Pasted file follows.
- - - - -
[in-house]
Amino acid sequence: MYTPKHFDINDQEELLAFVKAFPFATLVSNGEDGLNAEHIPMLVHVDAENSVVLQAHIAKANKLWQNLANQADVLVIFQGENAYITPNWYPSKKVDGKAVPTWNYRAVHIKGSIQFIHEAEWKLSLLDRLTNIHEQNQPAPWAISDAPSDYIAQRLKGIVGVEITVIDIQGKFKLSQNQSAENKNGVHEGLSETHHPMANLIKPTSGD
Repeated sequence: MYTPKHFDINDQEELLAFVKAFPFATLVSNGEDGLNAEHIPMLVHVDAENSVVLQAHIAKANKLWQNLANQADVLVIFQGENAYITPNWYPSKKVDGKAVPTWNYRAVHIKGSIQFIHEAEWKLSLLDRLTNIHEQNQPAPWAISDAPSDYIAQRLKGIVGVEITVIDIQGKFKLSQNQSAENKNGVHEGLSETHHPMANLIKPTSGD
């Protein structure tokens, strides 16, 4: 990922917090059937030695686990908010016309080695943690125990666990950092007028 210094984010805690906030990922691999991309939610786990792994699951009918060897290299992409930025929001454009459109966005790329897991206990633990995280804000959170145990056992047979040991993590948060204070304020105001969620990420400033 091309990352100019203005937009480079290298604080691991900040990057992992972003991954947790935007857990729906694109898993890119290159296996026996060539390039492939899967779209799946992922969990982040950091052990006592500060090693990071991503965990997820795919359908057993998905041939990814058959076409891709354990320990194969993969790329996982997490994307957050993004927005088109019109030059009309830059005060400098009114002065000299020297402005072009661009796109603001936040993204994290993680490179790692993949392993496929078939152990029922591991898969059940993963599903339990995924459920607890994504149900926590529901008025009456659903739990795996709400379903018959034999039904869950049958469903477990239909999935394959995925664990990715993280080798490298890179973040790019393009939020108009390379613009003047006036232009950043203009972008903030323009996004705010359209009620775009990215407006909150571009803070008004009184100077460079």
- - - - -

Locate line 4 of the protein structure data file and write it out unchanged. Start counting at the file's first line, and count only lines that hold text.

């Protein structure tokens, strides 16, 4: 990922917090059937030695686990908010016309080695943690125990666990950092007028 210094984010805690906030990922691999991309939610786990792994699951009918060897290299992409930025929001454009459109966005790329897991206990633990995280804000959170145990056992047979040991993590948060204070304020105001969620990420400033 091309990352100019203005937009480079290298604080691991900040990057992992972003991954947790935007857990729906694109898993890119290159296996026996060539390039492939899967779209799946992922969990982040950091052990006592500060090693990071991503965990997820795919359908057993998905041939990814058959076409891709354990320990194969993969790329996982997490994307957050993004927005088109019109030059009309830059005060400098009114002065000299020297402005072009661009796109603001936040993204994290993680490179790692993949392993496929078939152990029922591991898969059940993963599903339990995924459920607890994504149900926590529901008025009456659903739990795996709400379903018959034999039904869950049958469903477990239909999935394959995925664990990715993280080798490298890179973040790019393009939020108009390379613009003047006036232009950043203009972008903030323009996004705010359209009620775009990215407006909150571009803070008004009184100077460079």